And my search for any discussion that connects unicyclists with tubular tires, landed me on this three-year old thread, which seems to have an abrupt termination, but a very enticing idea. Did you ever manage to get anywhere with the tubular maker on this project Unisk8r?

Either way, it’s clear that the tire is the primary answer to the weight problem. if I assume that a tubular tire can be acquired (and it wouldn’t be too difficult), the challenge would be the rim. Not such a large challenge, as the perfect tubular rim would be any rim of sufficient axial and lateral strength that has a smooth semi-circular surface to glue the tire onto. Isn’t this EXACTLY the type of rim already in use with non-pneumatic tires on both modern high-wheelers and over-36" unicycles!!! :astonished: The rimstock for those wheels shouldn’t be so hard to acquire for a 36" application.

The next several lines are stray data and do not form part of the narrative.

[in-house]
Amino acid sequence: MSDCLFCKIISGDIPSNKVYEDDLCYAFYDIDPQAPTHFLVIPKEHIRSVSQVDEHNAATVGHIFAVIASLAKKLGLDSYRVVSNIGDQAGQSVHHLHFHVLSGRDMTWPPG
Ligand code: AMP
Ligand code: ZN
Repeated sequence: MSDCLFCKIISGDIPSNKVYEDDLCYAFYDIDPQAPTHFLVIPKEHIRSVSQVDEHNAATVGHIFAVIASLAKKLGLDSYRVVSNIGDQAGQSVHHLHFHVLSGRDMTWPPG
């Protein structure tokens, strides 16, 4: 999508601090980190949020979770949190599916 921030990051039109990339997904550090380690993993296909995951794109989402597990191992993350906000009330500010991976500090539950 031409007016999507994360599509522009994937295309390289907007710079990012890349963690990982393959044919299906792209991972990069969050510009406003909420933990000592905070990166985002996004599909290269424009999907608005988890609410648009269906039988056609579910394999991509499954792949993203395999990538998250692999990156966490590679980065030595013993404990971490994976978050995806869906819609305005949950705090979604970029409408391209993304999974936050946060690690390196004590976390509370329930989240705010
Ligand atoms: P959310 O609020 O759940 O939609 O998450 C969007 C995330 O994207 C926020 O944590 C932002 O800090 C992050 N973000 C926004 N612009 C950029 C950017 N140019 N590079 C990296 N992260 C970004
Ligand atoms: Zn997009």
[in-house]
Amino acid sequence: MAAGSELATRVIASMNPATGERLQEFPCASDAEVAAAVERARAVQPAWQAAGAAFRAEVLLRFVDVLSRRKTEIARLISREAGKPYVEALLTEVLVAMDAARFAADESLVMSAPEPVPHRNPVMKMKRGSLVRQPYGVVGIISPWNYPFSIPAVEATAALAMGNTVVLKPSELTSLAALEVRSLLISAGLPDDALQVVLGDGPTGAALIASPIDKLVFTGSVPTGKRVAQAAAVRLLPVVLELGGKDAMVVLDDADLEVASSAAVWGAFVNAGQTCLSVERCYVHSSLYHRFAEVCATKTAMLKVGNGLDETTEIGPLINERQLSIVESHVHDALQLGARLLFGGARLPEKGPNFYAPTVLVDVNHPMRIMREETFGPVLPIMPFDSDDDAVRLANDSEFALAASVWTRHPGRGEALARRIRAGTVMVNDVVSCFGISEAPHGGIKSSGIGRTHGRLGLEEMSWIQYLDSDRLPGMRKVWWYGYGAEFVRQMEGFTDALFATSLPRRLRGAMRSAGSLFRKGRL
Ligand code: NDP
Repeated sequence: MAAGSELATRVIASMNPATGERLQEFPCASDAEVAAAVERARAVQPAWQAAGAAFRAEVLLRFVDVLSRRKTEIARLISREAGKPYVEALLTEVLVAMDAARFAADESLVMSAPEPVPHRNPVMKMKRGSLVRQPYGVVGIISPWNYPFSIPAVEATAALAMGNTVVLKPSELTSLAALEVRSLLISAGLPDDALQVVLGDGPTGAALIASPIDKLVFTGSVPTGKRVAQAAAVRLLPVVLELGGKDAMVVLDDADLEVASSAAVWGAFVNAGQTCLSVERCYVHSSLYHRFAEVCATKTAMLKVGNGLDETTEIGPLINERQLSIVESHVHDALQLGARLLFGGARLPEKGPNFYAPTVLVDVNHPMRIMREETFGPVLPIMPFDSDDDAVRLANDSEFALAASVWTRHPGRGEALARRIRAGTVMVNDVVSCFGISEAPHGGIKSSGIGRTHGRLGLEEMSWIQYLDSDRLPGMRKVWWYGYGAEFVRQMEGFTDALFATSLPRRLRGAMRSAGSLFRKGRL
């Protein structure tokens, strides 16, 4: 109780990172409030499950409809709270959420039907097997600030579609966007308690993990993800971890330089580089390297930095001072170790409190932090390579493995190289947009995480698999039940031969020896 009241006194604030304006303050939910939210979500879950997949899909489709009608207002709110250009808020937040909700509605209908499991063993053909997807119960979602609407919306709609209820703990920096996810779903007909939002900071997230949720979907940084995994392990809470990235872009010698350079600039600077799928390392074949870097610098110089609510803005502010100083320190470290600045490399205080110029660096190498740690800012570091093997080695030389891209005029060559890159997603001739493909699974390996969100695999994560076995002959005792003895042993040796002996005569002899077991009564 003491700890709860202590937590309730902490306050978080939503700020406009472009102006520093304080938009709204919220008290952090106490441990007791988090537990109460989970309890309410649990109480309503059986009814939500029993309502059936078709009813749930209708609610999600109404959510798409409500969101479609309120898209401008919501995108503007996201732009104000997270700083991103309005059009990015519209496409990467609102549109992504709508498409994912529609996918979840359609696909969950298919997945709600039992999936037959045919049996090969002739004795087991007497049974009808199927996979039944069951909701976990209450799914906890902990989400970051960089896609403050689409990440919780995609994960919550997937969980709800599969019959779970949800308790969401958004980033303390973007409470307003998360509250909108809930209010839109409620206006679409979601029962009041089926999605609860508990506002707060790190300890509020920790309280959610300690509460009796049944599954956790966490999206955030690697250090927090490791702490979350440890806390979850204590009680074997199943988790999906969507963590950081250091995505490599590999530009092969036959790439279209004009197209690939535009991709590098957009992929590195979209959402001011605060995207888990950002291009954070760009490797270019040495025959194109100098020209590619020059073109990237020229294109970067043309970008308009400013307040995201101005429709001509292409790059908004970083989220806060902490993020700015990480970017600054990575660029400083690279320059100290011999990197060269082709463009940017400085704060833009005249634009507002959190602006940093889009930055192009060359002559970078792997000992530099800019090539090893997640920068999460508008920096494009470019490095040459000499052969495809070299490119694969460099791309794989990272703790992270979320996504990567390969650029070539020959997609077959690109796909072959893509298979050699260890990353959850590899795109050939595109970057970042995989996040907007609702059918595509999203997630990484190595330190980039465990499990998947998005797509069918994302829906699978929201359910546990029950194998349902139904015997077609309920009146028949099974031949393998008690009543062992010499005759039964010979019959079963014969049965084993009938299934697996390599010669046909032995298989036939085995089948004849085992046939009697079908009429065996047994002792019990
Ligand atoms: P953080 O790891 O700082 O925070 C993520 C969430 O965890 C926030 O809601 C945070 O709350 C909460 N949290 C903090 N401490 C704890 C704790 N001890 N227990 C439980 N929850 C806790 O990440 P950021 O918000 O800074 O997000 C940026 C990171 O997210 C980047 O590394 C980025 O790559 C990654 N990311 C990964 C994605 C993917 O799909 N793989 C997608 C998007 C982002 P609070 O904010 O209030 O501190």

For that matter, I have seen John Foss comment before that the primary problem with 36+ is the lack of pneumatic tire. Tubular tires may well be worth chasing down for that application also!

I hope that unisk8r can bring the tubular tire maker that he was working with back into the loop, but either way, let’s get this discussion fired up again!!

Since installing the lightweight FOSS tube, and switching to lighter magnesium pedals, my 36er is noticeably lighter. So I took it to the local track to see how fast I could ride it in a 100 meter dash, from a standing start…with 110mm cranks. I hit 18mph fairly quickly, and covered the 100 meters in 13 seconds flat. I think I could have gone even faster, and the spongy rubberized track texture coating may have reduced speed a bit, but I was still flying! You can hear the wind getting louder and louder as my speed increases. Cool side-tracking bike cam too! :smiley: